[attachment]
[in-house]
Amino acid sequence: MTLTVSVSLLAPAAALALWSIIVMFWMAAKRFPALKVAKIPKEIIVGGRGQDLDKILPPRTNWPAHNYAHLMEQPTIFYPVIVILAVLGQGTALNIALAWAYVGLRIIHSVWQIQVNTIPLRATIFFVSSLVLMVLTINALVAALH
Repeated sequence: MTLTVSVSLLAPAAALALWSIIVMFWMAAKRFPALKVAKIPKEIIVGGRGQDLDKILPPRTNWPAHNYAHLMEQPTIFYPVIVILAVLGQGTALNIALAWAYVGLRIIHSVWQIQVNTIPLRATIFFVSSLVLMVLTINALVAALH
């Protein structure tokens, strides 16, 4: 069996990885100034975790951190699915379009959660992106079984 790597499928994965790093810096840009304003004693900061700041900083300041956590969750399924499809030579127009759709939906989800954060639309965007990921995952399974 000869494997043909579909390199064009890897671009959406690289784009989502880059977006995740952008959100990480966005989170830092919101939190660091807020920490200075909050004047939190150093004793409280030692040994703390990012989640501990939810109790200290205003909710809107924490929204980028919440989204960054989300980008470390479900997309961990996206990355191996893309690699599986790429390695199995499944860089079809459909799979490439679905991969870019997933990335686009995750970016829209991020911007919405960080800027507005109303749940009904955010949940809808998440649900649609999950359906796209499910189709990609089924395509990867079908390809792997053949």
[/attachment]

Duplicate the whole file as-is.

[in-house]
Amino acid sequence: MTLTVSVSLLAPAAALALWSIIVMFWMAAKRFPALKVAKIPKEIIVGGRGQDLDKILPPRTNWPAHNYAHLMEQPTIFYPVIVILAVLGQGTALNIALAWAYVGLRIIHSVWQIQVNTIPLRATIFFVSSLVLMVLTINALVAALH
Repeated sequence: MTLTVSVSLLAPAAALALWSIIVMFWMAAKRFPALKVAKIPKEIIVGGRGQDLDKILPPRTNWPAHNYAHLMEQPTIFYPVIVILAVLGQGTALNIALAWAYVGLRIIHSVWQIQVNTIPLRATIFFVSSLVLMVLTINALVAALH
């Protein structure tokens, strides 16, 4: 069996990885100034975790951190699915379009959660992106079984 790597499928994965790093810096840009304003004693900061700041900083300041956590969750399924499809030579127009759709939906989800954060639309965007990921995952399974 000869494997043909579909390199064009890897671009959406690289784009989502880059977006995740952008959100990480966005989170830092919101939190660091807020920490200075909050004047939190150093004793409280030692040994703390990012989640501990939810109790200290205003909710809107924490929204980028919440989204960054989300980008470390479900997309961990996206990355191996893309690699599986790429390695199995499944860089079809459909799979490439679905991969870019997933990335686009995750970016829209991020911007919405960080800027507005109303749940009904955010949940809808998440649900649609999950359906796209499910189709990609089924395509990867079908390809792997053949």